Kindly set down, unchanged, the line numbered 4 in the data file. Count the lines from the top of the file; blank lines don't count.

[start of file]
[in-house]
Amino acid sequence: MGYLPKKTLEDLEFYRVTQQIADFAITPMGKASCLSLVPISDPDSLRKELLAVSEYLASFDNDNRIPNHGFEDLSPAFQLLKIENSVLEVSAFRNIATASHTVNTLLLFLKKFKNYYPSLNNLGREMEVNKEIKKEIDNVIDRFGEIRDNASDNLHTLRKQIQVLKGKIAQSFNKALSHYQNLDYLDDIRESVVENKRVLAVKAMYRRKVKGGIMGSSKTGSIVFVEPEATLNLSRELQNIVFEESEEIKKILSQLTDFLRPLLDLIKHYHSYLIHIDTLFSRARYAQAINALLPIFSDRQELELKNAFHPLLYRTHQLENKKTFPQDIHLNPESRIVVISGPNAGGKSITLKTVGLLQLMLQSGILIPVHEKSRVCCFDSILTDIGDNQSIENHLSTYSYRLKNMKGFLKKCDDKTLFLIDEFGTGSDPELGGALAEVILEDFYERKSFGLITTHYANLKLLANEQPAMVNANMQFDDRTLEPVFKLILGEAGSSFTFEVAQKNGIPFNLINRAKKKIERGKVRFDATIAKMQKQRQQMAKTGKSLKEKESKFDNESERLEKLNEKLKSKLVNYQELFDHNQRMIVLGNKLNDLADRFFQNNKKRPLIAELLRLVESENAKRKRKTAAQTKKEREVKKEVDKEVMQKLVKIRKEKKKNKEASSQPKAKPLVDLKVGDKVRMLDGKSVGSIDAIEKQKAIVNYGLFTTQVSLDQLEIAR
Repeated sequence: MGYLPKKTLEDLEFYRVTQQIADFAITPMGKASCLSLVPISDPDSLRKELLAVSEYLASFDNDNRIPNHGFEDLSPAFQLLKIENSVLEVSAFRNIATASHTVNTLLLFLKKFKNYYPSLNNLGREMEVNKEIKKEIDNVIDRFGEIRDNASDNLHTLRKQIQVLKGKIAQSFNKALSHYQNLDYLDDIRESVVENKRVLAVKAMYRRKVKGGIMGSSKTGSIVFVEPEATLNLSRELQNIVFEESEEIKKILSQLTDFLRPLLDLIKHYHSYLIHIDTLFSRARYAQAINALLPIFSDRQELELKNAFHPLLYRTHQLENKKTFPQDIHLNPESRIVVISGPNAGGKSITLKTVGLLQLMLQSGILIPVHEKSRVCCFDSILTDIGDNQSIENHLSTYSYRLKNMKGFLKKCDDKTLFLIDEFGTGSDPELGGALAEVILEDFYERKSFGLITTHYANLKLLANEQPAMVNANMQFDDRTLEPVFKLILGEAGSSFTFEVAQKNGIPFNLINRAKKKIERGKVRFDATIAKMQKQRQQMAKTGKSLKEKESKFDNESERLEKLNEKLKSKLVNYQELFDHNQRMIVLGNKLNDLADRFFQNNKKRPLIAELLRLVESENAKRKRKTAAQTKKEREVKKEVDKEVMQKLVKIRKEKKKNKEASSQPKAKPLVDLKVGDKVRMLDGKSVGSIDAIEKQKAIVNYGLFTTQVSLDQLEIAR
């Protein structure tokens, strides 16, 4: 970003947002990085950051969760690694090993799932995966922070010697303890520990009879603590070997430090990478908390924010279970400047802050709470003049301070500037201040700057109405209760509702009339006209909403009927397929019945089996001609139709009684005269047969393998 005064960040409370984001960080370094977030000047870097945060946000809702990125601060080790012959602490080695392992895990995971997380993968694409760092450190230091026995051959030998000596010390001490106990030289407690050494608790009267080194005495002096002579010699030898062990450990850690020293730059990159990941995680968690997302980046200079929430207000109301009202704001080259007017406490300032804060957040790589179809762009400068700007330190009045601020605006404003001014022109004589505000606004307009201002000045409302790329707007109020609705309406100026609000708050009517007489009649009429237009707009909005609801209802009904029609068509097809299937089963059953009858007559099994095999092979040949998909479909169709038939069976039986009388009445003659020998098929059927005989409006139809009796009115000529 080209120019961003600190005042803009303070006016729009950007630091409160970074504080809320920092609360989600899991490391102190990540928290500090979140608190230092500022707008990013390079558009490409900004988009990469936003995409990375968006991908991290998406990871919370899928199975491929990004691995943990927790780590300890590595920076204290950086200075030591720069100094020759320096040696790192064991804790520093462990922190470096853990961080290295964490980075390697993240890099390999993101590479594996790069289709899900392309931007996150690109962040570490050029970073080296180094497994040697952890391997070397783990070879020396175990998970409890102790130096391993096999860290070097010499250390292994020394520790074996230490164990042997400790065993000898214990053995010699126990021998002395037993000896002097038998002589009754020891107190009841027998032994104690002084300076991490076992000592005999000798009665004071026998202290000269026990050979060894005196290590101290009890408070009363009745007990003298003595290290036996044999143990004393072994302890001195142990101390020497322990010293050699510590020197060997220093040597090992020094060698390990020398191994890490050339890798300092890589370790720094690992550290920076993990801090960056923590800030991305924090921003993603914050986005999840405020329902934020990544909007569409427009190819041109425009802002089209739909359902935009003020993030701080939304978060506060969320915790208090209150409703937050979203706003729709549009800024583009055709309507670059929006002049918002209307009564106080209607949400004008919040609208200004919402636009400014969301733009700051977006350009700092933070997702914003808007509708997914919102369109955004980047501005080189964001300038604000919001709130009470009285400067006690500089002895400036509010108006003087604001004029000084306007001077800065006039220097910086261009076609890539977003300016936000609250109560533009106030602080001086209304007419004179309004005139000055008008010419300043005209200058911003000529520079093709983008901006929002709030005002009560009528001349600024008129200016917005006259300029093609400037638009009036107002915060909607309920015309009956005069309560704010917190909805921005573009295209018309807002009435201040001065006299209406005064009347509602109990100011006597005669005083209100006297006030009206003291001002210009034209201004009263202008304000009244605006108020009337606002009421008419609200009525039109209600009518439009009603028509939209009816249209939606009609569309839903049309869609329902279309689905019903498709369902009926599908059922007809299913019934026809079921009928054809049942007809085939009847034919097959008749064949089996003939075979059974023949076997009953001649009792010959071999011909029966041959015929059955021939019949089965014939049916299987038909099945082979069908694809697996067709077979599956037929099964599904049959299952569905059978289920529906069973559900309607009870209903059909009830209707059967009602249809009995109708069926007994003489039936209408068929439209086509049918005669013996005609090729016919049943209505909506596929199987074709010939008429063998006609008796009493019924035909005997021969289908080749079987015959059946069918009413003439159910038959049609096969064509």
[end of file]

């Protein structure tokens, strides 16, 4: 970003947002990085950051969760690694090993799932995966922070010697303890520990009879603590070997430090990478908390924010279970400047802050709470003049301070500037201040700057109405209760509702009339006209909403009927397929019945089996001609139709009684005269047969393998 005064960040409370984001960080370094977030000047870097945060946000809702990125601060080790012959602490080695392992895990995971997380993968694409760092450190230091026995051959030998000596010390001490106990030289407690050494608790009267080194005495002096002579010699030898062990450990850690020293730059990159990941995680968690997302980046200079929430207000109301009202704001080259007017406490300032804060957040790589179809762009400068700007330190009045601020605006404003001014022109004589505000606004307009201002000045409302790329707007109020609705309406100026609000708050009517007489009649009429237009707009909005609801209802009904029609068509097809299937089963059953009858007559099994095999092979040949998909479909169709038939069976039986009388009445003659020998098929059927005989409006139809009796009115000529 080209120019961003600190005042803009303070006016729009950007630091409160970074504080809320920092609360989600899991490391102190990540928290500090979140608190230092500022707008990013390079558009490409900004988009990469936003995409990375968006991908991290998406990871919370899928199975491929990004691995943990927790780590300890590595920076204290950086200075030591720069100094020759320096040696790192064991804790520093462990922190470096853990961080290295964490980075390697993240890099390999993101590479594996790069289709899900392309931007996150690109962040570490050029970073080296180094497994040697952890391997070397783990070879020396175990998970409890102790130096391993096999860290070097010499250390292994020394520790074996230490164990042997400790065993000898214990053995010699126990021998002395037993000896002097038998002589009754020891107190009841027998032994104690002084300076991490076992000592005999000798009665004071026998202290000269026990050979060894005196290590101290009890408070009363009745007990003298003595290290036996044999143990004393072994302890001195142990101390020497322990010293050699510590020197060997220093040597090992020094060698390990020398191994890490050339890798300092890589370790720094690992550290920076993990801090960056923590800030991305924090921003993603914050986005999840405020329902934020990544909007569409427009190819041109425009802002089209739909359902935009003020993030701080939304978060506060969320915790208090209150409703937050979203706003729709549009800024583009055709309507670059929006002049918002209307009564106080209607949400004008919040609208200004919402636009400014969301733009700051977006350009700092933070997702914003808007509708997914919102369109955004980047501005080189964001300038604000919001709130009470009285400067006690500089002895400036509010108006003087604001004029000084306007001077800065006039220097910086261009076609890539977003300016936000609250109560533009106030602080001086209304007419004179309004005139000055008008010419300043005209200058911003000529520079093709983008901006929002709030005002009560009528001349600024008129200016917005006259300029093609400037638009009036107002915060909607309920015309009956005069309560704010917190909805921005573009295209018309807002009435201040001065006299209406005064009347509602109990100011006597005669005083209100006297006030009206003291001002210009034209201004009263202008304000009244605006108020009337606002009421008419609200009525039109209600009518439009009603028509939209009816249209939606009609569309839903049309869609329902279309689905019903498709369902009926599908059922007809299913019934026809079921009928054809049942007809085939009847034919097959008749064949089996003939075979059974023949076997009953001649009792010959071999011909029966041959015929059955021939019949089965014939049916299987038909099945082979069908694809697996067709077979599956037929099964599904049959299952569905059978289920529906069973559900309607009870209903059909009830209707059967009602249809009995109708069926007994003489039936209408068929439209086509049918005669013996005609090729016919049943209505909506596929199987074709010939008429063998006609008796009493019924035909005997021969289908080749079987015959059946069918009413003439159910038959049609096969064509």